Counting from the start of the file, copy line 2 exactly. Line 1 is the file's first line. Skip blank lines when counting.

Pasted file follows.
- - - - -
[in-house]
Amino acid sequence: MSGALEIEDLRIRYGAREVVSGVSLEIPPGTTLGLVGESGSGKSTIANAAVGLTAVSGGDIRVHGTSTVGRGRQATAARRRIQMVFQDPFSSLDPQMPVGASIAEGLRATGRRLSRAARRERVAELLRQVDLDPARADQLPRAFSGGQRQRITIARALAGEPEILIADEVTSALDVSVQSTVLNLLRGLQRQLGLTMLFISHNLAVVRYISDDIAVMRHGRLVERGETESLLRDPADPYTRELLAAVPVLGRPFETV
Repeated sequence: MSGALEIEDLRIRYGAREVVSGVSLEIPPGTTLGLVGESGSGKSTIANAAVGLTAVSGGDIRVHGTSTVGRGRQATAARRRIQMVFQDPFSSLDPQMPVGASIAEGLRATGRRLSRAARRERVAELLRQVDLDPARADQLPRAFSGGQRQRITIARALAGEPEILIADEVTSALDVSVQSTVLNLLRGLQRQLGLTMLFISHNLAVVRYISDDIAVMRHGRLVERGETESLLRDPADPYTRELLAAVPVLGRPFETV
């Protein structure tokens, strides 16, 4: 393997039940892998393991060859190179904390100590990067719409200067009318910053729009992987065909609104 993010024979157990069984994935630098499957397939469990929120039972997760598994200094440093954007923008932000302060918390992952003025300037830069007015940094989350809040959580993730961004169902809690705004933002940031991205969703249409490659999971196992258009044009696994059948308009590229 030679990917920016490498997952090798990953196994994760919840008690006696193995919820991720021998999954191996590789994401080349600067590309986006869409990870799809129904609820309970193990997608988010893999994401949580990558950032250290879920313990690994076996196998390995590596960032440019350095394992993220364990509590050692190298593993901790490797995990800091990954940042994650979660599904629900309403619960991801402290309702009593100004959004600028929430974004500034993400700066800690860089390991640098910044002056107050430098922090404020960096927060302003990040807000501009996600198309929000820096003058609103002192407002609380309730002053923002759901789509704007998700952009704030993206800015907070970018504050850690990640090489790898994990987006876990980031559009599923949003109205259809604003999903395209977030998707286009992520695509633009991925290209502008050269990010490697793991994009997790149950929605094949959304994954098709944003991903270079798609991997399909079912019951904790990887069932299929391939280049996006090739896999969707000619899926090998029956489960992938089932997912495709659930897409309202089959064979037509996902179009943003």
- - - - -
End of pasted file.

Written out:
Amino acid sequence: MSGALEIEDLRIRYGAREVVSGVSLEIPPGTTLGLVGESGSGKSTIANAAVGLTAVSGGDIRVHGTSTVGRGRQATAARRRIQMVFQDPFSSLDPQMPVGASIAEGLRATGRRLSRAARRERVAELLRQVDLDPARADQLPRAFSGGQRQRITIARALAGEPEILIADEVTSALDVSVQSTVLNLLRGLQRQLGLTMLFISHNLAVVRYISDDIAVMRHGRLVERGETESLLRDPADPYTRELLAAVPVLGRPFETV